Would you believe the hymnals of Rice Memorial Chapel don’t have a single Fanny Crosby song in them?! I was flabbergasted and, yes, a little hurt. Which is why I’m using the Amoeblog to organize a grass-roots effort to encourage Rice University to include Fanny Crosby songs in their chapel hymnals. Friends! Americans! The time has come to take action! MAYBE WE CAN! MAYBE WE CAN! MAYBE WE CAN!!!



The wedding itself was a sweet affair, and the bride and groom proved their love, not only of each other, but also of us, by keeping the ceremony brief.

The reception afterwards was rad! They held it at the nearby Houston Museum of Natural Science, in the spooky and captivating Cullen Hall of Gems and Minerals, where corridors of black showcased dazzling geological wonders. This proved to be not only an enchanting setting for a romantic celebration, but convenient, too, as a speakeasy. Only beer and wine was being served, you see, so the boyfriend and I, plus a handful of groomsmen and their wives, had to sneak in tiny bottles of booze.

“Is that a bottle of Chivas Regal in your pocket or are you just happy to see me?”


The Garnet & Diamond Necklace, designed by Ernesto Moreira,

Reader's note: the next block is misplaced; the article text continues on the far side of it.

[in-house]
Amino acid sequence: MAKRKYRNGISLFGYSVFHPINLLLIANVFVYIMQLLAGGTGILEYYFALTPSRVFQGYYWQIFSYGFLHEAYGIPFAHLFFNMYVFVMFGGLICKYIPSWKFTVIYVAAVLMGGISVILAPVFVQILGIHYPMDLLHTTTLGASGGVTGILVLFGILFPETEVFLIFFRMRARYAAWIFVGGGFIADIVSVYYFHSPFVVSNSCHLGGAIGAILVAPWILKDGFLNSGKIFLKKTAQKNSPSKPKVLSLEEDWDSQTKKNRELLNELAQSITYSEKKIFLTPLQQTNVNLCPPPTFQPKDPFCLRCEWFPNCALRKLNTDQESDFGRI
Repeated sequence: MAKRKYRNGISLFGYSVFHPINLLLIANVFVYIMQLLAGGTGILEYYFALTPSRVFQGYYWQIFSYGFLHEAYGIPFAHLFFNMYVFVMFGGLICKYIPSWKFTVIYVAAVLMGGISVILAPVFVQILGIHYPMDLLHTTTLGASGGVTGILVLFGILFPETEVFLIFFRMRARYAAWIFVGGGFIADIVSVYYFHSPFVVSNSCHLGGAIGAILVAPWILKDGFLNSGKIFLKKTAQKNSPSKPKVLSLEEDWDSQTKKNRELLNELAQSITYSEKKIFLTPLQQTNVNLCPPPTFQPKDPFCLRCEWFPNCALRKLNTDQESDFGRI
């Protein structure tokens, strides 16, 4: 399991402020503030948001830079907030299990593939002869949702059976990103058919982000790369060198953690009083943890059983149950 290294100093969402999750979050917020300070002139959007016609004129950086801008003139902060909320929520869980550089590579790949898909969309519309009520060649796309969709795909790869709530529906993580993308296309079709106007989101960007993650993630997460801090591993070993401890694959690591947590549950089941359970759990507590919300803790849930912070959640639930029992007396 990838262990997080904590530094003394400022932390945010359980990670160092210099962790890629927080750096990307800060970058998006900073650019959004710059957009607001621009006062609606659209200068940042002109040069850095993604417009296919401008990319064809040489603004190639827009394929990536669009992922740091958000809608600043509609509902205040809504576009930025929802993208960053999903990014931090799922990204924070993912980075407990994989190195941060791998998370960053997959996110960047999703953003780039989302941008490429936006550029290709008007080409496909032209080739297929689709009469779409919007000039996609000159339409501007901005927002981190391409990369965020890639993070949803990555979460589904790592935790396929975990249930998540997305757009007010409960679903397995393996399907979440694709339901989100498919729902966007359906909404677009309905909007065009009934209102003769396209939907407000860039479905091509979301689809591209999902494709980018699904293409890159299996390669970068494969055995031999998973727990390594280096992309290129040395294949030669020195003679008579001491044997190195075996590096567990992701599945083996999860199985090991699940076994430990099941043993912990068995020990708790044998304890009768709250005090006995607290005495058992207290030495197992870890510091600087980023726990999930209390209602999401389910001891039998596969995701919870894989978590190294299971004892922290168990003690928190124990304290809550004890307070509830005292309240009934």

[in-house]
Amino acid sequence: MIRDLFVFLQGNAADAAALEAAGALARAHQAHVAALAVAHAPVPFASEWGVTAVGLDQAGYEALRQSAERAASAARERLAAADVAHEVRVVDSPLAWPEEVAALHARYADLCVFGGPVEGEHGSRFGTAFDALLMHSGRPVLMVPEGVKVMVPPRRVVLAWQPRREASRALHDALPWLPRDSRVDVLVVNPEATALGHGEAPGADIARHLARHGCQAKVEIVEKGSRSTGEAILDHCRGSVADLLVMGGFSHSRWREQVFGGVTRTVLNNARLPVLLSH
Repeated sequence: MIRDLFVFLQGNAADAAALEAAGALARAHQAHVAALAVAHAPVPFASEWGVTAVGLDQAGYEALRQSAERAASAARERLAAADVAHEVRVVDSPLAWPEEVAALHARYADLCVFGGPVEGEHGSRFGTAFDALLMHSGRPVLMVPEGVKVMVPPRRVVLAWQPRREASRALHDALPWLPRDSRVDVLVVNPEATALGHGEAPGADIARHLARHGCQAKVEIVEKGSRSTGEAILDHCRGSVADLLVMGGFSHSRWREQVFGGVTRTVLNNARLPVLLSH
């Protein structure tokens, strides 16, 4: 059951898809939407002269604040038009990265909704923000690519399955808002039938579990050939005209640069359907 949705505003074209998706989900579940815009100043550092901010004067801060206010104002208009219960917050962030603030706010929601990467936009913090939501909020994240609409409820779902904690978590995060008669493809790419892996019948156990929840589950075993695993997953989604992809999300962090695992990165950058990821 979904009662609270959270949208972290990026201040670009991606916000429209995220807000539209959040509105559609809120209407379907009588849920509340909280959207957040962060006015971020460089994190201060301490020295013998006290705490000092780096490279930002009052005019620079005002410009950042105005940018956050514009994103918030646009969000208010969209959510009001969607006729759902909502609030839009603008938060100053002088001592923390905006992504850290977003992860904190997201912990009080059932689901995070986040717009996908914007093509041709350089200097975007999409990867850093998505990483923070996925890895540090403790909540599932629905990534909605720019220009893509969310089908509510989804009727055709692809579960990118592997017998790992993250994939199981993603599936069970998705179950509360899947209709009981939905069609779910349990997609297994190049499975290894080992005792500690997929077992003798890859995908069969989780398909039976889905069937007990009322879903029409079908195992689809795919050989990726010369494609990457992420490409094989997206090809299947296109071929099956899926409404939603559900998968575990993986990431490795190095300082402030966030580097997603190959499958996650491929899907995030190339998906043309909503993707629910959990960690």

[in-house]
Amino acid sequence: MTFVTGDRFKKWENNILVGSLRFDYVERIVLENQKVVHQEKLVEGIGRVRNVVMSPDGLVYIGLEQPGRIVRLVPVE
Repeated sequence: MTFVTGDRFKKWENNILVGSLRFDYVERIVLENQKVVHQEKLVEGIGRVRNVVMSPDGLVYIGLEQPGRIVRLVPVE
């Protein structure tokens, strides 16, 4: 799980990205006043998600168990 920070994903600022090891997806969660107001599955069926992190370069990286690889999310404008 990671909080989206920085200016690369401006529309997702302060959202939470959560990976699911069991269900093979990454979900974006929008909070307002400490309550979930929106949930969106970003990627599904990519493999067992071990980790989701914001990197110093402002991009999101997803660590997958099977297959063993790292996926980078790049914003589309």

to the left of which is a perfect spot to spike beverages with scotch without getting caught.

At one point, we were sitting at the cool kids’ table, eating the kind of high-class fry food you can only find in Texas. (I’m talking deep-fried scallops drizzled in garlic mayonnaise, served on a bed of rock salt, folks. God bless Texas!) The boyfriend handed me a tiny airplane-style bottle of vodka to pass down the table to the lovely Bosnian lady awaiting it. Between her and I was her husband. I stealthily took the bottle and, under the table, placed it on the man’s leg so he could continue the distribution. Instead, he looked suddenly shocked and confused, as though he’d just caught Santa dorking a reindeer. He looked at me, speechless, and I realized he had no idea I was pressing a bottle on his thigh – he thought I was copping a feel!

Once we all figured what was going on, we laughed. Well, my boyfriend and the Bosnian wife laughed – her husband and I were pretty awkward for a while, in that way that dudes get when homoeroticism is accidentally stumbled into. What tickled me the most was reconsidering his reaction, knowing what he thought was happening. I mean, if some guy sitting next to me at a dinner party suddenly placed his paw on my thigh I can’t promise I’d be as polite as he was! Later, when I smuggled a bottle of rum into his mouth with my tongue he wasn’t so startled.